Spud Special: Scottish planters frustrated by the weather

Many ware growers have been frustrated in Scotland during the early part of April, watching progress in East Anglia and unable to turn a wheel themselves. Other than the odd field that went in through March prior to change in the weather, very little planting has taken place till until last weekend. This means that one of three key planting weeks for main crop has been lost and we need a good run from now for the majority of the area to be planted in the optimum window.

Conditions should be fine for a mid-April start to seed crop planting and there is no reason to delay this season. Potentially, both blackleg risk, and also virus risk due to an early predicted aphid flight, may well increase rapidly during the season. Earlier planted crops are more likely to be desiccated prior to potential pectobacterium contamination from rainfall and have more mature plant resistance to assist insecticide programs for virus control.

Early planting applies equally to pre-basic seed crops, which have traditionally been left till last, but once soil temperatures have reached 8C and conditions are good don’t delay. The more information we can get on aphid flights the better this season and growers need to get their yellow water traps out as soon as they have planted so the risk can be fully quantified.

Once the seed is in the ground emergence should be rapid in present conditions, with the real prospect of seeing April planted crops emerge within three weeks, compared to last season’s six weeks or more. So thoughts turn to herbicides.

One interesting debate is over timing of the residual herbicide and even the possibility of splitting the contact and residual. While splitting has its merits for efficacy in practice, particularly with the heavy reliance on contract spraying in Scotland, it’s usually difficult enough getting a herbicide on once. With current weather patterns, the prospect of long periods without rain prior to emergence seems to be more frequent. Therefore, once sprout development has come through the lag phase (>2 inches after from tuber) and emergence should be within 10 days, there is an advantage to applying the herbicide in the optimum conditions with moist surface to the ridge to get maximum effect from the residual. If conditions are dry, then the contact will have to do 80% of the job, so leave application as late as possible to maximise kill.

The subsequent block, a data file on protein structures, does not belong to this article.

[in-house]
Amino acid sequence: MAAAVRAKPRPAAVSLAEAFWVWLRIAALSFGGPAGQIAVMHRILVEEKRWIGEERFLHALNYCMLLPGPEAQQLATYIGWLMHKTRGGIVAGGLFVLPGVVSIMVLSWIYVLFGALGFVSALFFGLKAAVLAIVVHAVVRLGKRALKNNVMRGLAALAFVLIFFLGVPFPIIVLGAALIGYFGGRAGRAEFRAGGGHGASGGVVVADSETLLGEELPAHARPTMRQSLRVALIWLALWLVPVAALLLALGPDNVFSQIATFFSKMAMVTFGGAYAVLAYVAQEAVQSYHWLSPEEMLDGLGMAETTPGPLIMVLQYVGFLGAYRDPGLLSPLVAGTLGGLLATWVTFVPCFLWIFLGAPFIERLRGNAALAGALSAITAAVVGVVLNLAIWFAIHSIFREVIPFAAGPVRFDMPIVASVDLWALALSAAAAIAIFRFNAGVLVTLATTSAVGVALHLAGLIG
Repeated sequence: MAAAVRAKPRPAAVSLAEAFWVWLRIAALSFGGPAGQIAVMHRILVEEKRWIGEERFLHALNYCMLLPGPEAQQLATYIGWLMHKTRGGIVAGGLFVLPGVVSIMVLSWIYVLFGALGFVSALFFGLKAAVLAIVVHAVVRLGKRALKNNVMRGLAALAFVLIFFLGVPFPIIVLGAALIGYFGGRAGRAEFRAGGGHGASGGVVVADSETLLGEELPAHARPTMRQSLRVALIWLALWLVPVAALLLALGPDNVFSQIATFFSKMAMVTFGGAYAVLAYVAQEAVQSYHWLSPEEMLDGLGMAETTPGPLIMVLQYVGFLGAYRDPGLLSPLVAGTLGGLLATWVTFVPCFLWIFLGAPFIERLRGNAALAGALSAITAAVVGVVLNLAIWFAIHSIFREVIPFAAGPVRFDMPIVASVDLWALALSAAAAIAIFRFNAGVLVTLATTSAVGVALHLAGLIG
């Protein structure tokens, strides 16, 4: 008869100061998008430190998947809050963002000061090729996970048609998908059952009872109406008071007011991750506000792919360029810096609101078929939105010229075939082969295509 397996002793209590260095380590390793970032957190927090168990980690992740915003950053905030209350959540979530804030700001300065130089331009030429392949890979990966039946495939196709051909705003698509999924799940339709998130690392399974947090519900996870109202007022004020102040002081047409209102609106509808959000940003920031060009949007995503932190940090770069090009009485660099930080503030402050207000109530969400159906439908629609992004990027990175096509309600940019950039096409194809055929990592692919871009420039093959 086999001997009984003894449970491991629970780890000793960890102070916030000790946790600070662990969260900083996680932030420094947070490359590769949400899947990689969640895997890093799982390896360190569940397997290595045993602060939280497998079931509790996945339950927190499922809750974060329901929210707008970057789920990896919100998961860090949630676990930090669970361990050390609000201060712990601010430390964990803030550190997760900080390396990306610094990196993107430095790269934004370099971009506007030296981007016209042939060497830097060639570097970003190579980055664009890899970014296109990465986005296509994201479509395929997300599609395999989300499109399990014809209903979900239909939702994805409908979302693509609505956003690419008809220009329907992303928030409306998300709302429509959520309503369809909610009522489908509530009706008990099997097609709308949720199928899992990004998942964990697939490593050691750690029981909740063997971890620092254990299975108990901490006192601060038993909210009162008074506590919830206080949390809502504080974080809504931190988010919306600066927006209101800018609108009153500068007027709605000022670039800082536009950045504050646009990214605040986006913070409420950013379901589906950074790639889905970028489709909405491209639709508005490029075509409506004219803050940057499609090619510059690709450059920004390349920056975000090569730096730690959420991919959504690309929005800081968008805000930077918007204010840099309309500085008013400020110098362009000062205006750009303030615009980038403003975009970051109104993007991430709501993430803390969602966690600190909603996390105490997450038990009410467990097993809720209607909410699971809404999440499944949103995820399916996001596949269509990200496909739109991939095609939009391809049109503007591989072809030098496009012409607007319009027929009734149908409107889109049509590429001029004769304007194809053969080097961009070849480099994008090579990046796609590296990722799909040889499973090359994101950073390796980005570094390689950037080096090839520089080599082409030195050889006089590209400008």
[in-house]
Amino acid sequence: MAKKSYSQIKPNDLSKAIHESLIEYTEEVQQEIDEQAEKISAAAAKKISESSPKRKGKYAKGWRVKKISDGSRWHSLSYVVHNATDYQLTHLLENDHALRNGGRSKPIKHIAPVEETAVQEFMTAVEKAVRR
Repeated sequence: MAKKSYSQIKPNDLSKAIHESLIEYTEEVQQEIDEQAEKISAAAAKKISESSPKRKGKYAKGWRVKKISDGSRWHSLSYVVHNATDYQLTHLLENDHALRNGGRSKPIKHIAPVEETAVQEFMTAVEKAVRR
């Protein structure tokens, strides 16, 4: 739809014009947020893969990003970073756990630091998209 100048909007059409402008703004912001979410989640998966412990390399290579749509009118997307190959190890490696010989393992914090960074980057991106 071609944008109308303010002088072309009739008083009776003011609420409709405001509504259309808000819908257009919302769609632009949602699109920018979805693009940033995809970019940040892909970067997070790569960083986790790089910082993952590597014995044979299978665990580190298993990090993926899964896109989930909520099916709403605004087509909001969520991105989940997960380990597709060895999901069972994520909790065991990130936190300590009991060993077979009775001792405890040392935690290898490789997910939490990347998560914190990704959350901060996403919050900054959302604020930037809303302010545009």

In terms of products, metribuzin at varying rates depending on weed spectrum and variety from 0.5-0.8kg/ha is still the main stay, with the addition of linuron and diquat in most situations where cleavers and annual meadow grass are not issues. Annual meadow grass was a more wide spread problem last season, but is mostly confined to being a serious issue north of Aberdeen after burn off. Flufenacet + metribuzin at 1.75-2.0l/ha is the product that can provide long enough persistence to prevent this, but metribuzin needs topping up to control difficult broad leaf weeds. Regardless of what residual you apply, if the annual meadow grass has emerged then 3.0-4.0l/ha of diquat is required to control it.


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